Soundstage was a live concert series that aired on PBS from 1974 to 1985. This DVD, scheduled for release on March 27, 2007, serves as an important chronicle of the “singer/songwriter” era (late seventies and early eighties). John Prine is perhaps the most revered member of this phenomenon, having been dubbed “the new Dylan” (a fate that hung like an albatross around the necks of the likes of Loudon Wainwright (Rufus’ dad), Steve Forbert, and many more very capable artists. In Prine’s case, I’ll suggest that his canon matches or eclipses Dylan’s over the years as Prine remains a gifted songwriter to this day, through a 356 year career.
Prine’s debut album hit in 1971 and featured a slew of folkie/C&W masterpieces (Illegal Smile, Your Flag Decal Won’t get You into Heaven Anymore (disturbingly appropriate whether its Iraq or Vietnam), Paradise, Angel from Montgomery, and Sam Stone. To this day, I don’t think any debut album can match this one.
With the release of the “Soundstage” concert, we finally have a visual companion to many of Prine’s “hits”. In addition to the live performances, we are given a series of interviews with Pine as he tours the town he grew up in (Maywood, Illinois---is Sujfian Stevens listening?). For me, the highlight was a duet of “Paradise” played on the back porch of the house that Prine Grew up in (“Daddy won’t you take me back to Mulenberg County…”). The live footage includes staples like…”Spanish Pipedream” (“Blow up your TV”), “Angel Fro Montgomery”, “Ubangi Stomp”, “Hello in There (maybe my all-time favorite Prine piece), and “Bruised Orange”.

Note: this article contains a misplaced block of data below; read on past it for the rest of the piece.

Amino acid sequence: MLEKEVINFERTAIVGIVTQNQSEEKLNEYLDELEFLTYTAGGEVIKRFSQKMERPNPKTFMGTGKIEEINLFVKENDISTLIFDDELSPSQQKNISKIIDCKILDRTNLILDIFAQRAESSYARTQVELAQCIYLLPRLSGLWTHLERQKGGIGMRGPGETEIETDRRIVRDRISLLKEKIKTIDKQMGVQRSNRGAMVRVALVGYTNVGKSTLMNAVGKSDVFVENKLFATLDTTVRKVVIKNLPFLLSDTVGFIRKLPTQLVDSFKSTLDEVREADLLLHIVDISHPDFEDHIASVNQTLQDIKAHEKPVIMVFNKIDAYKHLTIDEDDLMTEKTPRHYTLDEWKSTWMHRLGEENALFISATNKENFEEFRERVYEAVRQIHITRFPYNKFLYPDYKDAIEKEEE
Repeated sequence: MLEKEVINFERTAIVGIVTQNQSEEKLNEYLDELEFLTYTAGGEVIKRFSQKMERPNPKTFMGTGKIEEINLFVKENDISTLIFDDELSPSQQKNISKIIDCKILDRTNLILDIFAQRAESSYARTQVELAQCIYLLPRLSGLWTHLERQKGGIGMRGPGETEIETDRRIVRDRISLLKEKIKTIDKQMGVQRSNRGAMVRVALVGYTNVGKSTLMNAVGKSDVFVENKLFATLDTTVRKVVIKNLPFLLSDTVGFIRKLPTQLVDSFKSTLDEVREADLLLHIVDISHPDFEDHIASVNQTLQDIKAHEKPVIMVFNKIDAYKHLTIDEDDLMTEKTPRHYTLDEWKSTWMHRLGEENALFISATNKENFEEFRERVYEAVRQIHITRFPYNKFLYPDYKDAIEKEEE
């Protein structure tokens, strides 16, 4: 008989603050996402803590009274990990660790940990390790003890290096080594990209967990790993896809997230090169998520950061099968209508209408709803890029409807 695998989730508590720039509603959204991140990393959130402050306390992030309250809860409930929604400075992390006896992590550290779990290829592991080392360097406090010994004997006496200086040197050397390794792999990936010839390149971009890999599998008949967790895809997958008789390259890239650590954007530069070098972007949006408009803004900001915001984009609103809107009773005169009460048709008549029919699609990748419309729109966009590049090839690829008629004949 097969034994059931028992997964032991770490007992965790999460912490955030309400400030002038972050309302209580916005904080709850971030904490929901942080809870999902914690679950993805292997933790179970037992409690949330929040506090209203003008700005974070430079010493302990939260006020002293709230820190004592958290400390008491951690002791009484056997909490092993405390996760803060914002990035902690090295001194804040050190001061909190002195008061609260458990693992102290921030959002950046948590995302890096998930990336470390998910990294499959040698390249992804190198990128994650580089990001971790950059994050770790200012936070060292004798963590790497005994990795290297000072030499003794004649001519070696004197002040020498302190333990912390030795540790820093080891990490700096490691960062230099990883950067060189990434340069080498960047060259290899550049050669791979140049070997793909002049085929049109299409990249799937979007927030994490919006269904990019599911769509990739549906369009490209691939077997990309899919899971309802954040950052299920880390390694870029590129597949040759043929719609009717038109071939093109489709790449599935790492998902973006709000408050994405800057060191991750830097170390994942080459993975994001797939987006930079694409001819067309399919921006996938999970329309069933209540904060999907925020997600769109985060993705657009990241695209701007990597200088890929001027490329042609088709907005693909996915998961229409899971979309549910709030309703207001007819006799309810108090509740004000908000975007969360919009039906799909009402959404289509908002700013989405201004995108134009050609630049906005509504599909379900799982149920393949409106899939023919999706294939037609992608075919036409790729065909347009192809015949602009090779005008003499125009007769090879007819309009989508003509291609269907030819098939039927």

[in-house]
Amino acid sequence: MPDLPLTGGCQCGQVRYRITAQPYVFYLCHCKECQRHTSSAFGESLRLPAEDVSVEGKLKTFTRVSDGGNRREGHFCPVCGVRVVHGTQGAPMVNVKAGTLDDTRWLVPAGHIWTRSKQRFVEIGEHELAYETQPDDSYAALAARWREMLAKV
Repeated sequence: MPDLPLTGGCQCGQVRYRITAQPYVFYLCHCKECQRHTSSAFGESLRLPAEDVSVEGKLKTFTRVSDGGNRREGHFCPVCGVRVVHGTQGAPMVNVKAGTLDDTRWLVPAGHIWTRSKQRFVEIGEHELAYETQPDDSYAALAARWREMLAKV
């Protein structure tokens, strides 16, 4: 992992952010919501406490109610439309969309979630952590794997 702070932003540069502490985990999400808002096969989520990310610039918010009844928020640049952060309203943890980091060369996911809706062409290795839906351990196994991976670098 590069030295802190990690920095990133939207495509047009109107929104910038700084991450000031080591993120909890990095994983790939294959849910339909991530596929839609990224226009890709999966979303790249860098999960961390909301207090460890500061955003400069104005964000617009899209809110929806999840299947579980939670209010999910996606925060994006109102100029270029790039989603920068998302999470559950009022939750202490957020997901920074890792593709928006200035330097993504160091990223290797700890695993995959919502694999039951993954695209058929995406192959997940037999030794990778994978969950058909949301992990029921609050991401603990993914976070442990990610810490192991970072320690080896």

The Chicago folk scene at this time, featured John Prine, Steve Goodman (City of New Orleans), Michael Smith (The Dutchman), and Bonnie Raitt. The Soundstage DVD provides a much needed glimpse into that era. There’s some serious pedal steel playing and a couple of guest appearances by rockabilly singer Billy Lee Riley.
This DVD took me back a few years. I hope it starts to give John Prine the recognition he truly deserves.